There’s a new book by French economist Thomas Piketty, called “Capital in the Twenty-First Century,” that supposedly identifies the Achilles’ Heel of the market economy.
Piketty argues that the rate of return to capital is higher than the economy-wide growth rate and that this will lead to untenable inequality as the rich grab a larger and larger share of the pie.
The solution, he claims, is confiscatory tax rates.
I’m not impressed.
Garett Jones of George Mason University has a very good review that casts doubt on Piketty’s hypothesis, but I also think Margaret Thatcher pre-debunked (if I’m allowed to make up a word) Piketty in this classic video from the House of Commons.
Simply stated, if you care about those with lower incomes, your goal should be faster growth.
If the economy is more prosperous, that means a rising tide that will lift all boats.
Piketty’s class-warfare prescription, by contrast, almost certainly will hurt the poor because of anemic growth, largely because higher tax rates will discourage productive behavior and exacerbate the tax code’s bias against saving and investment.
This means less capital and there should be no doubt about the strong link between the capital stock and worker compensation.
But I sometimes worry that this type of analysis sounds too theoretical for a lot of people and that perhaps it would be helpful to offer some tangible real-world evidence.
So it is quite fortuitous that I’m currently in Lithuania as part of the Free Market Road Show and that one of the participants is John Charalambakis, who teaches at the Patterson School of Diplomacy and International Commerce at the University of Kentucky.
In discussing the importance of economic growth, he explained that Singapore and Jamaica were economically similar in the early 1960s and then asked why they are so different today.
I have to admit that I was skeptical. I know Singapore is much richer today, but was it actually the case that it had the same level of per-capita GDP as Jamaica as recently as 50 years ago?
So I looked at the long-run data and John was exactly right. Take a look at this chart and you’ll understand why rapid growth caused by free markets is so vastly superior to the stagnation caused by statism.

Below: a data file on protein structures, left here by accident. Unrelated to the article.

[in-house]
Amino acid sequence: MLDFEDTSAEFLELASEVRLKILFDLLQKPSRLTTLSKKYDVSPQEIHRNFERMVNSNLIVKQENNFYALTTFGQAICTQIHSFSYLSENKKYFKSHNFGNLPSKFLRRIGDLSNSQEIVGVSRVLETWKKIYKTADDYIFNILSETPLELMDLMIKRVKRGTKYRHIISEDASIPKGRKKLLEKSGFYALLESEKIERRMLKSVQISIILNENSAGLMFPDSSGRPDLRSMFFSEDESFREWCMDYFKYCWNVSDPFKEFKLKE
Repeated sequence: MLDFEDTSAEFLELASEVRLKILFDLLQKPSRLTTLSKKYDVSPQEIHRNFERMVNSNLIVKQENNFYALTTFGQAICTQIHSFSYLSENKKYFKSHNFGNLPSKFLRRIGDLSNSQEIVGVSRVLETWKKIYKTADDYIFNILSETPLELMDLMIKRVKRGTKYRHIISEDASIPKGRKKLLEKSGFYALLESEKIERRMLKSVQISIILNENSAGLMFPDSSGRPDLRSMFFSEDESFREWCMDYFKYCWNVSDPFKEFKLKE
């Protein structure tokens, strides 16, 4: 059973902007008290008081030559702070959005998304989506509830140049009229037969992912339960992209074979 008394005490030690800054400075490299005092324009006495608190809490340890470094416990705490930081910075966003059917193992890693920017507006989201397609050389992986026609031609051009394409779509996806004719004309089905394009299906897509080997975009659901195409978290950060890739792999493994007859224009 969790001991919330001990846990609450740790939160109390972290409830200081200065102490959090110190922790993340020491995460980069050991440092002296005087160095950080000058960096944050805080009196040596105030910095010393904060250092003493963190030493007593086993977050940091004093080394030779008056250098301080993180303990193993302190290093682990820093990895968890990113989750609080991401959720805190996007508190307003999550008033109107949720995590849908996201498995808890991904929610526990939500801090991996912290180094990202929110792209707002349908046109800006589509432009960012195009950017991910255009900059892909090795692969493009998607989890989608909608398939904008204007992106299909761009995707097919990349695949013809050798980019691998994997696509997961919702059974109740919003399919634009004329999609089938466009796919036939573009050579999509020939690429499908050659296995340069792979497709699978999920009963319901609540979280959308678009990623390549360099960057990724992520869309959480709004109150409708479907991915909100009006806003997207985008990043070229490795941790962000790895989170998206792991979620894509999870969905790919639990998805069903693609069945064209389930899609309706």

I also included the world average for per-capita GDP so you can see that Singapore easily out-paced a lot of nations, not just Jamaica.
P.S. Keith Hennessey of the Hoover Institution writes that it makes more sense to think of the economy as a garden rather than a pie.
The pie metaphor for the economy is misleading and damaging, especially if you place a high priority on economic growth. …because dividing a pie is zero-sum, the flawed metaphor assumes that if one person’s slice grows larger, it comes at the expense of others. The inapt metaphor and its accompanying flawed logic lead one to conclude that when rich people have a larger share of a bigger economy, they do so “at the expense of” others lower on the income scale. …A flower garden is a better metaphor for looking at economic growth and income distribution. A flower’s growth depends on the individual characteristics of that type of flower and that particular seed. …the rapid growth of a sunflower at one end of the garden largely does not come at the expense of a struggling tulip at the other end. The sunflower may have advantages the tulip does not, even unfair ones, but the fast-growing sunflower is not “taking growth” from the slow-growing tulip. Flowers will grow at different rates for a variety of different reasons. Policymakers should focus their energies on absolute growth rates rather than relative ones.
Keith is correct.
Or, if he isn’t correct, it’s because the garden analogy doesn’t go far enough. If my neighbor is akin to a fast-growing sunflower, that presumably creates more wealth that will benefit me and the other tulips of the world.
In other words, I’m more likely to get richer if my neighbor gets richer.
But if you like the “pie” approach, then this pizza graphic is very appropriate because it gets across the message that the pie isn’t fixed in size.
P.P.S. For more on the inequality vs. growth issue, here’s my PBS debate.
P.P.P.S. The indispensable Tim Carney addresses the relationship between growth and inequality in this post.
P.P.P.P.S. Last but not least, here’s a post with some very sage analysis by George Will, Ronald Bailey, and Scott Winship.